Gifts from the Hedgerow

This piece was originally posted on the advent series for A Focus on Nature, the largest young conservationists’ network in Britain. The theme this year was ‘Gifts from Nature’ – you can read the original here!

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Winter is the season of feasting. Somewhere between potted stilton volcanoes and fruit cake heavier than Stonehenge, my most treasured foods are those ripened in the woodlands and hedgerows throughout the year, ready to be simmered, infused and fermented in time for Christmas. Once the blackbirds and dormice have looted the plumpest berries it’s time to swoop in for the harvest; this is nature at its most generous.

In spring the countryside is still recovering from the bitterness of winter. There is little to eat amongst the shrubbery, but our woodlands almost swell with the unmistakeable aroma of wild garlic, whose latin name Allium ursinum refers to the brown bear’s habit of digging up their bulbs for a pungent snack. Combined with nettles, wild garlic is the perfect ingredient for homemade pesto, and using Old Winchester cheese instead of parmesan deems it vegetarian friendly.

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Summer brings boughs strewn with sprigs of elder blossom (Sambucus nigra), reaching their prime in the month of June. The lime-cream flowers should be picked in whole florets, after which they can be transformed into cordial, cake or sparkling wine, which is terribly alcoholic… this year we added unwaxed orange zest to the barrel for an extra kick.

As the colder months creep in once more, sloe berries (Prunus spinosa) grow fat and mauve on their thorny branches. These should be plucked, slitted and crammed into bottles of gin, left to infuse with sugar for at least two months to make a delicious concoction. The combination of sloe gin, elderflower cordial and tonic also makes a fantastic cocktail…

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Blackberries (Rubus fruticosus) are abundant in autumn, and if you can locate a few apple and pear trees to scrump from, nothing beats a fruit crumble with porridge oats scattered on top. For those skilled in berry identification you can also gather hawthorn, rowan, sloes, rosehips and elderberries, simmer them into gloop and set it as hedgerow jam – wonderful with roast dinners or simple bread and butter.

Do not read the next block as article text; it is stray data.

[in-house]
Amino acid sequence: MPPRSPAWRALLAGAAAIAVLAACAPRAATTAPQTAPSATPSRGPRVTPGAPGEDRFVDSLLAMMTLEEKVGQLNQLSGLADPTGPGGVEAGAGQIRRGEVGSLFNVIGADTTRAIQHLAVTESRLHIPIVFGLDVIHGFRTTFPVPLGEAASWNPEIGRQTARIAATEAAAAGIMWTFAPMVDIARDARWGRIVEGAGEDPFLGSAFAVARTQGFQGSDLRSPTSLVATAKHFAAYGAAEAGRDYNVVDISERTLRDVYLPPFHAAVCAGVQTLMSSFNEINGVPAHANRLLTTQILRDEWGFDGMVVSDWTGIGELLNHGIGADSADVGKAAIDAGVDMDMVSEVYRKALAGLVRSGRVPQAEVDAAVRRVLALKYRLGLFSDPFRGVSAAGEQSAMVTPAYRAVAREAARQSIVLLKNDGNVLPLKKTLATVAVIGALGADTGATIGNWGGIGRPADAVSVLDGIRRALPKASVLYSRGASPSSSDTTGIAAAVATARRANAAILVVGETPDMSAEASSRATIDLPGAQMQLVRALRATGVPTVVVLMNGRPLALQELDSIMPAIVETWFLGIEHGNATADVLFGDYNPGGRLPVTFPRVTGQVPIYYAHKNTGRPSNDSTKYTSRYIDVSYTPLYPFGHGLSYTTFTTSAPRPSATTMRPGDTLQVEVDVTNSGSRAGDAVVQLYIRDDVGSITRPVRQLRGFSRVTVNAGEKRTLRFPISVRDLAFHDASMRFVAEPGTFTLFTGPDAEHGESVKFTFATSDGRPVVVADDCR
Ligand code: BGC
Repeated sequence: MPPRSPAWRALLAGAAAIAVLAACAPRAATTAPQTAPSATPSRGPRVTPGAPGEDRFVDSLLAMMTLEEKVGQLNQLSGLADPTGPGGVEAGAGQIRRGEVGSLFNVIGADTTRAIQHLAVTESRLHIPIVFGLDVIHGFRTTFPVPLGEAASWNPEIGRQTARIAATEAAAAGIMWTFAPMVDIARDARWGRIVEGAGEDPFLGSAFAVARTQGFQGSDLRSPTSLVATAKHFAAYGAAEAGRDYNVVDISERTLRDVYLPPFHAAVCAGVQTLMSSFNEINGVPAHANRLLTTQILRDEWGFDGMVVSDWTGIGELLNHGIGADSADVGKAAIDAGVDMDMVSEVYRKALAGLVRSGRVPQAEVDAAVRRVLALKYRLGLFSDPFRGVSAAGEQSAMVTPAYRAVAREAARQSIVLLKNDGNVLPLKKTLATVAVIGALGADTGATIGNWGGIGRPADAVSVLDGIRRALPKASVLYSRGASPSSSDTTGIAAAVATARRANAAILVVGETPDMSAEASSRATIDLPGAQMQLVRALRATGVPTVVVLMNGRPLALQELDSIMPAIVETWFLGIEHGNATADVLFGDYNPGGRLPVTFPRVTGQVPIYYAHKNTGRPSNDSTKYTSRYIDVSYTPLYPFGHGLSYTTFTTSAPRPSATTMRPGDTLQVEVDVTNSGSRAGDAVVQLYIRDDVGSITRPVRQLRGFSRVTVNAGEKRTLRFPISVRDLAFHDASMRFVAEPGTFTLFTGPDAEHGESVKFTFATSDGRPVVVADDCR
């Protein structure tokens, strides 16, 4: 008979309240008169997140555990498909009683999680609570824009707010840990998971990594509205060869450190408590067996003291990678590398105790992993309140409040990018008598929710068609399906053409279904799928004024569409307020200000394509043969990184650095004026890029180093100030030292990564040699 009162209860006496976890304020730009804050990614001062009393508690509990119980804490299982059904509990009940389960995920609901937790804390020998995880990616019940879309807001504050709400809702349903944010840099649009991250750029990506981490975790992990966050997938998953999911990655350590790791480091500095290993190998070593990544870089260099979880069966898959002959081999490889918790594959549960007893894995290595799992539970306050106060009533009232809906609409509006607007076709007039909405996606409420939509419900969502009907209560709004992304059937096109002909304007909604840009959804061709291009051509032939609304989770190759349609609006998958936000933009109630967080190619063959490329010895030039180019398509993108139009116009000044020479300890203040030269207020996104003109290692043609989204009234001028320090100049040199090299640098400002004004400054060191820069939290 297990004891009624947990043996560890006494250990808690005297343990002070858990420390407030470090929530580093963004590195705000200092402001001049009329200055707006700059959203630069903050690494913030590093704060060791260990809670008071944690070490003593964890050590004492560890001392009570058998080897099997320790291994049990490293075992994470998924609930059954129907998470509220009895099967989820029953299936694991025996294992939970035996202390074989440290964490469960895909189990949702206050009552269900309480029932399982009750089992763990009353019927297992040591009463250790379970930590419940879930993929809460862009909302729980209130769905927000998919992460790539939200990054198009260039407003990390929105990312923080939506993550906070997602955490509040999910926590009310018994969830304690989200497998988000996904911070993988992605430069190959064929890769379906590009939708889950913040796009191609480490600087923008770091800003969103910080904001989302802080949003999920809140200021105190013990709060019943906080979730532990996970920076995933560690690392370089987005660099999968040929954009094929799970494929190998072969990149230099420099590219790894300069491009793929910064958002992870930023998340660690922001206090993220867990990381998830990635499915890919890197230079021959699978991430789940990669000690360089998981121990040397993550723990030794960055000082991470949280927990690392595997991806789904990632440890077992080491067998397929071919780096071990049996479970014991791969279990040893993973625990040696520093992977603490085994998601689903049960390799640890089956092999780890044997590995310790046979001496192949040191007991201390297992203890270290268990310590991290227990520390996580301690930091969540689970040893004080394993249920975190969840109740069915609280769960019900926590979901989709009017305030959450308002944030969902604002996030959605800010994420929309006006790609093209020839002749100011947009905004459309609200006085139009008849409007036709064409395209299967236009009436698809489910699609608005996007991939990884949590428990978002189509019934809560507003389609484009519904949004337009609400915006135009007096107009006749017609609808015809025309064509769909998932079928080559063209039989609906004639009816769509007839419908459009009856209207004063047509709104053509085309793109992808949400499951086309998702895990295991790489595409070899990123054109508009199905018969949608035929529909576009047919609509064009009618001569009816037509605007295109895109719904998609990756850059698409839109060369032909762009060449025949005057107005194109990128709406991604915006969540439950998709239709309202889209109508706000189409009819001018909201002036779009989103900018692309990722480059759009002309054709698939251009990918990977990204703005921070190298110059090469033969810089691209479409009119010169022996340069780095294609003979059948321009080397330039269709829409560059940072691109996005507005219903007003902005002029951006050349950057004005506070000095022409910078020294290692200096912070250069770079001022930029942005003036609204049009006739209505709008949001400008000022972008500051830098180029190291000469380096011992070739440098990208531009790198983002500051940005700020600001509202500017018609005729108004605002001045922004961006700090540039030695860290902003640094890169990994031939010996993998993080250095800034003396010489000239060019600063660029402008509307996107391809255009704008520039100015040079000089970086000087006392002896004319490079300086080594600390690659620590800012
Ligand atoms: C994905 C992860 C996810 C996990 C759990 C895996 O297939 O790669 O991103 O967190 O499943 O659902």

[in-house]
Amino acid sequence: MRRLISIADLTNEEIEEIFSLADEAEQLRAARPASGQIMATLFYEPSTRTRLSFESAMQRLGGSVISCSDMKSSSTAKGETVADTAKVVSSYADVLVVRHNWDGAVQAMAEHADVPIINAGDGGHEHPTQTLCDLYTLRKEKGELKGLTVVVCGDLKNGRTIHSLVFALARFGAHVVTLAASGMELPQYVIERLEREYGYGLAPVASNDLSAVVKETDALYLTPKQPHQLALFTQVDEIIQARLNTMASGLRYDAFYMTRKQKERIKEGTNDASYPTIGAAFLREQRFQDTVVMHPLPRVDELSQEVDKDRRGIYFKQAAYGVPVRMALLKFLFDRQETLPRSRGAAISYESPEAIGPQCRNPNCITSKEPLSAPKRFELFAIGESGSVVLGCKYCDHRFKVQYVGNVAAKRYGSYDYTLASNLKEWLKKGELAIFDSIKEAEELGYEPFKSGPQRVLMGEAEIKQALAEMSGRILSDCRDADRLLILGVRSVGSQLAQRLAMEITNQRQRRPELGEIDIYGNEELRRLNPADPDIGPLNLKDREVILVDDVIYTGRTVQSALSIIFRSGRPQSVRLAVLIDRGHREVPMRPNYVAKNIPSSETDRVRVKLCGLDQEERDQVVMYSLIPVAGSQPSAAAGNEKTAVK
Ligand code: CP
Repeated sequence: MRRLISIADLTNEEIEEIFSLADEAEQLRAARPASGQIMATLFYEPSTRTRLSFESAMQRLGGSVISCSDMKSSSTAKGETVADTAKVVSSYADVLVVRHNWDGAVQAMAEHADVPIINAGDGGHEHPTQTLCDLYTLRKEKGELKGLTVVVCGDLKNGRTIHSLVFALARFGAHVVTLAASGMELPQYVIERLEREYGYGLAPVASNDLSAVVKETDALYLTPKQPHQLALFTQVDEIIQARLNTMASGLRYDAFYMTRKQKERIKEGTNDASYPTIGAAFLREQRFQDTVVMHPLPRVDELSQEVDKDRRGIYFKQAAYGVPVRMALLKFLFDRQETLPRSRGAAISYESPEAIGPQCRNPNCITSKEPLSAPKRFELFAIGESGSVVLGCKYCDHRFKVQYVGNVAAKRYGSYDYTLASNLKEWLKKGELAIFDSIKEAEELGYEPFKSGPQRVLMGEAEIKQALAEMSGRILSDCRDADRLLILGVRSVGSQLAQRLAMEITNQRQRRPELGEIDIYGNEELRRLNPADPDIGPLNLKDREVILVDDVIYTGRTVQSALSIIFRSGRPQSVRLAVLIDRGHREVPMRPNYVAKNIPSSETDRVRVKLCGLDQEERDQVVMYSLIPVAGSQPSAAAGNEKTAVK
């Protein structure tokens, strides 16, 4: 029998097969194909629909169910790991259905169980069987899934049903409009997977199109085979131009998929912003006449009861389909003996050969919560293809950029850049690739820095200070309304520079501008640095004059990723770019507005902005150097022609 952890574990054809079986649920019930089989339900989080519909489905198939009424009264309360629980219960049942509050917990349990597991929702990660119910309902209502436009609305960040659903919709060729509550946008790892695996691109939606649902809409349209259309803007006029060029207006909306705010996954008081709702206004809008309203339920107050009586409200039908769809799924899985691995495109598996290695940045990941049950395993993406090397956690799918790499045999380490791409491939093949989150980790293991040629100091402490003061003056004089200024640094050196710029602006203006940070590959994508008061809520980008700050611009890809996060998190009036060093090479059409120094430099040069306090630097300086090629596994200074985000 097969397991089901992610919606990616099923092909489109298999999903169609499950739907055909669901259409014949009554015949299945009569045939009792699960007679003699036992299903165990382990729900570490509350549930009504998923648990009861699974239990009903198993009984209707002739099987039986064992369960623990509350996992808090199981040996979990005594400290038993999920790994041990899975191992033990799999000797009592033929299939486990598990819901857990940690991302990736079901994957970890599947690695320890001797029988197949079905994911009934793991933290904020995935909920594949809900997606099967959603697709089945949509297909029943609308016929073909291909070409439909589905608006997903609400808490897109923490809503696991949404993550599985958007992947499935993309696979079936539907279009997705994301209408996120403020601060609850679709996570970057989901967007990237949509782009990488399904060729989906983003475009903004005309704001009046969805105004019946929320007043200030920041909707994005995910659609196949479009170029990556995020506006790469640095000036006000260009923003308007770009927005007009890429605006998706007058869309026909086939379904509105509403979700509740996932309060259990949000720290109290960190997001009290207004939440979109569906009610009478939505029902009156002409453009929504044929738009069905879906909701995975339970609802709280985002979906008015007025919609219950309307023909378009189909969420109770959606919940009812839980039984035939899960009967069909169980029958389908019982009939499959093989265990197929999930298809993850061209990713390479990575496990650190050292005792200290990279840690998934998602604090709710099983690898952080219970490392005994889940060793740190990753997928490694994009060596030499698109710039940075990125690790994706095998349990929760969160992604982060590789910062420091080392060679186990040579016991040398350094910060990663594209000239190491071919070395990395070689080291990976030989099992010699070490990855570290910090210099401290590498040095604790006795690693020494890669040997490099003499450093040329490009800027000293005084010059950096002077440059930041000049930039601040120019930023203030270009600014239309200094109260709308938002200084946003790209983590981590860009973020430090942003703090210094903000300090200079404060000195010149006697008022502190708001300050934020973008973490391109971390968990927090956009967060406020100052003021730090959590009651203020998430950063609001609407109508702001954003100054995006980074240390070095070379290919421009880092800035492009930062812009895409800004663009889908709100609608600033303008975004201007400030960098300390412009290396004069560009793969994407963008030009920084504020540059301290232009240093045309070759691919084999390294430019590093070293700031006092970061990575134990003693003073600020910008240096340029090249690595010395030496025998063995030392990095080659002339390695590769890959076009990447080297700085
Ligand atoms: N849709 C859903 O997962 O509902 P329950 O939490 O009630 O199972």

I had a chance to taste something new and intriguing this year when one of my workmates visited the West Country and returned with a bucket of sea buckthorn (Hippophae rhamnoides). When eaten raw, these bright orange berries taste like those Toxic Waste sweets that make you cry, but they contain lots of vitamins and are a favourite winter fruit for fieldfares! It mainly grows on coasts where salt spray from the sea reduces competition from other plants, but if you can find it the juice makes an excellent addition to champagne.

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And so, with a cupboard full of gin and jam, I shall settle into winter and grow fat like a bear with too much honey. I love everything that nature has to offer, but there is nothing more satisfying than foraging free food from the trees and not worrying about packaging or pesticides. Here’s to a happy Christmas and a fruitful new year!

Every Child Wild: My Childhood